My research interests in geography are wide-ranging. Broadly defined, I am a human/human-environment geographer with specializations in agri-food studies, political ecology, and critical development studies. Before COVID-19 happened, I was pursuing fieldwork on organic agriculture projects in north India which was conceptually focused on issues of environmental governance, agricultural knowledge/practice, and agrarian identities/subjectivities. I have now shifted my dissertation work to focus on the impacts of COVID-19 on southern Arizona’s local/regional food system and am engaging themes of governance and policy, agri-food imaginaries, and food system inequality.
In addition to my dissertation work, I pursue many other interests in diverse realms of geographic thought, many of which are connected to my training in Gender and Women’s Studies. I am collaboratively pursuing an empirical research project on graduate curriculum in geography that focuses on how issues of colonialism, race and racism, and gender are incorporated in graduate training in the discipline. In addition to these empirical projects, I write a lot about socio-spatial theory, particularly paradigms of the ‘ontological turn,’ including assemblage thinking and post-phenomenology. These engagements are informed by feminist and queer thought. Another major realm of theoretical interest is phenomenology – here I’m interested in retooling phenomenological approaches to geography to consider issues of race, gender, sexuality and other forms of embodied difference. I also engage with scholarship on creative geographies and have been involved in organizing, curating, and editing a couple creative geography projects, including you are here: a journal of creative geography.
If you are wondering how on earth all this hangs together or want to learn more, you can check out my personal website for more information about these projects and for an up-to-date CV. You can also check out my google scholar page for current publications. Also, please do not hesitate to get in touch if you find any of this interesting, want to share your work, or want to talk about anything – I’m always down for a random chat or email correspondence (ekinkaid at email dot Arizona dot edu). You can also follow me on twitter @queergeog.
Kinkaid, E. (2020). Is post-phenomenology a critical geography?: Subjectivity and difference in post-phenomenological geographies. Progress in Human Geography.
Kinkaid, E. and Nelson L (2020). On the subject of performativity: Judith Butler’s influence in geography. Routledge International Handbook of Gender and Feminist Geographies.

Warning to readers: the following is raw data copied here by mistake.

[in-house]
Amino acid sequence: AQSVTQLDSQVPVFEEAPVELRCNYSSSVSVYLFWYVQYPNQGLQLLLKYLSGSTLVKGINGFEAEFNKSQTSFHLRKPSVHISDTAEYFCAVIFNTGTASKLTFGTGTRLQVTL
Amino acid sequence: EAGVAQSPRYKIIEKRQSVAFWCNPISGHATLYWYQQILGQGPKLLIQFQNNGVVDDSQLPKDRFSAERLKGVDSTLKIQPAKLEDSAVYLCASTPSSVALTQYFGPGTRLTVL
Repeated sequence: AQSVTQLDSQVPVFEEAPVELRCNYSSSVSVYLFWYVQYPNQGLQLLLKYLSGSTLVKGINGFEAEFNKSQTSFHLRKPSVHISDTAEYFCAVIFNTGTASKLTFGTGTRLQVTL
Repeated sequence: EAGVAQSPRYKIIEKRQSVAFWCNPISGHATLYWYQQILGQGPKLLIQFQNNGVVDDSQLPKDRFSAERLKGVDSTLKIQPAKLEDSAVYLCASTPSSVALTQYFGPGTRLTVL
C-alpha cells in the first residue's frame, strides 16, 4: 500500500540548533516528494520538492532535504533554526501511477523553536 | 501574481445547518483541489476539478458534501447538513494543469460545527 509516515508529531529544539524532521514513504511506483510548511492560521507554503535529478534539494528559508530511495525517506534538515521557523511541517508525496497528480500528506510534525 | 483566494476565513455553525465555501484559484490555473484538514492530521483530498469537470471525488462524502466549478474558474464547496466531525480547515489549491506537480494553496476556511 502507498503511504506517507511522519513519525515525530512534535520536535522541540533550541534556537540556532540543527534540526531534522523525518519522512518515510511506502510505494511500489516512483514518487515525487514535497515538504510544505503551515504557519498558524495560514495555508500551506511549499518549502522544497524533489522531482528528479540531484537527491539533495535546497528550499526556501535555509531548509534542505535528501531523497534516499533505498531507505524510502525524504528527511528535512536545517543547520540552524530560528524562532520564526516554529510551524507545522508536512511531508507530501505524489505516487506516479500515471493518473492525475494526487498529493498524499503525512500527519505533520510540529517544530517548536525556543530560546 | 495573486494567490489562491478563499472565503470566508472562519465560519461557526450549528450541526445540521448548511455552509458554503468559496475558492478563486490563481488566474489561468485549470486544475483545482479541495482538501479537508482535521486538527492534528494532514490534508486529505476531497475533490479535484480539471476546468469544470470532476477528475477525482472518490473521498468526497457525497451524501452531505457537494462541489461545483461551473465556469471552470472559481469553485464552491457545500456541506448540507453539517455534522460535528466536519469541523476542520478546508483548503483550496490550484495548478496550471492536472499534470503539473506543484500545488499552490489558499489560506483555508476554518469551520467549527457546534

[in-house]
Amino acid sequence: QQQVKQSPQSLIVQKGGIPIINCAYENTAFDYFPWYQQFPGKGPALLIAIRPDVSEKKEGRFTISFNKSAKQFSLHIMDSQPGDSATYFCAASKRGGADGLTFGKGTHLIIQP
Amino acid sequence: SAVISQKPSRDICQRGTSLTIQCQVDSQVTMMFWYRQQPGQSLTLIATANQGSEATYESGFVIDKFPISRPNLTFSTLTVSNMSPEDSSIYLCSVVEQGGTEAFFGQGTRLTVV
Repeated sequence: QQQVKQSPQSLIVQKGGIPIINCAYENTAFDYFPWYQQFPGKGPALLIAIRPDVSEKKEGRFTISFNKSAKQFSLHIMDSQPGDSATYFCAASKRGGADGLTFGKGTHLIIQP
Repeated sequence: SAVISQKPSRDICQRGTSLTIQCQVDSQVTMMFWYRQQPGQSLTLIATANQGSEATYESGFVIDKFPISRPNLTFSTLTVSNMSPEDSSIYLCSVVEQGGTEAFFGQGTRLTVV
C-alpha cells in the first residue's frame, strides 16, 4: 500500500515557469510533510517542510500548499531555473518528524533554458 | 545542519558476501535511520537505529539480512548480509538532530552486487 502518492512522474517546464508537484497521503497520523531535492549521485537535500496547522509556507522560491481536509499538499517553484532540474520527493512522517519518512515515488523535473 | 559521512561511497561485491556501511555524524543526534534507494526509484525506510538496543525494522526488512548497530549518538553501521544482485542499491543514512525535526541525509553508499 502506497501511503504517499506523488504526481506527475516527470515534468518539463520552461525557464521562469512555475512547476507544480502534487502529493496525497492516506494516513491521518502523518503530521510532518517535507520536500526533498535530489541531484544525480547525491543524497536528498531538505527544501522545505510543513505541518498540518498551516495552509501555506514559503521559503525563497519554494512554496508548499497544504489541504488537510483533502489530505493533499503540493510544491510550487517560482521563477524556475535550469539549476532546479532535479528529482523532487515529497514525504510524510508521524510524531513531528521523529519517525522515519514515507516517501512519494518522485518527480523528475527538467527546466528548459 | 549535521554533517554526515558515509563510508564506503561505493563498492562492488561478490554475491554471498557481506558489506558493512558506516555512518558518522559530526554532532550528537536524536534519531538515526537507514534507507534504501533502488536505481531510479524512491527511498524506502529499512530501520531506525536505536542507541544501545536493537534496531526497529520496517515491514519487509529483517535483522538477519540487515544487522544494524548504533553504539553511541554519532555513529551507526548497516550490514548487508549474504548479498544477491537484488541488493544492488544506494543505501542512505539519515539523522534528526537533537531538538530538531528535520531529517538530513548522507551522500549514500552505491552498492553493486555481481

Kinkaid, E. (2019). Can assemblage think difference? A feminist critique of assemblage geographies. Progress in Human Geography (0)0, 1-16. DOI: 10.1177/0309132519836162.
Kinkaid, E. (2019). “Rights of nature” in translation: Assemblage geographies, boundary objects, and translocal social movements. Transactions of the Institute of British Geographers. (0)0, 1-16. https://doi.org/10.1111/tran.12303
Kinkaid, E. (2019). Re-encountering Lefebvre: Toward a critical phenomenology of social space. Environment and Planning D, 0(0). DOI:10.1177/0263775819854765
Kinkaid, E. (2019). At the limits of critical geography: Creative interventions into the exclusionary spaces of U.S. geography. Gender, Place, and Culture (26)12: 1784-1811.
Kinkaid, E., Brain, K., and Senanayake N. (2019). The podcast-as-method? Critical reflections on using podcasts to produce geographic knowledge. The Geographical Review. Special Issue on Challenging Research Methods in 21st Century Geography. DOI: 10.1111/gere.12354.
Kinkaid, E. (2019). Embodied political ecology: Sensing agrarian change in north India. Geoforum.10.1016/j.geoforum.2019.10.013
Kinkaid, E. (2019). Assemblage as ethos: Conceptual genealogies and political problems. Area. http://doi.org/10.1111/area.12600
Kinkaid, E. (2018). Experimenting with creative geographic methods in the Critical Futures Visual Archive. cultural geographies. DOI: 10.1177/1474474018808640.
Kinkaid, E. (2018). (en)Vision(ing) otherwise: Queering visuality and space in Lefebvre’s Production of Space. GeoHumanities 4(2), 438 – 461. DOI: 10.1080/2373566X.2018.1447496.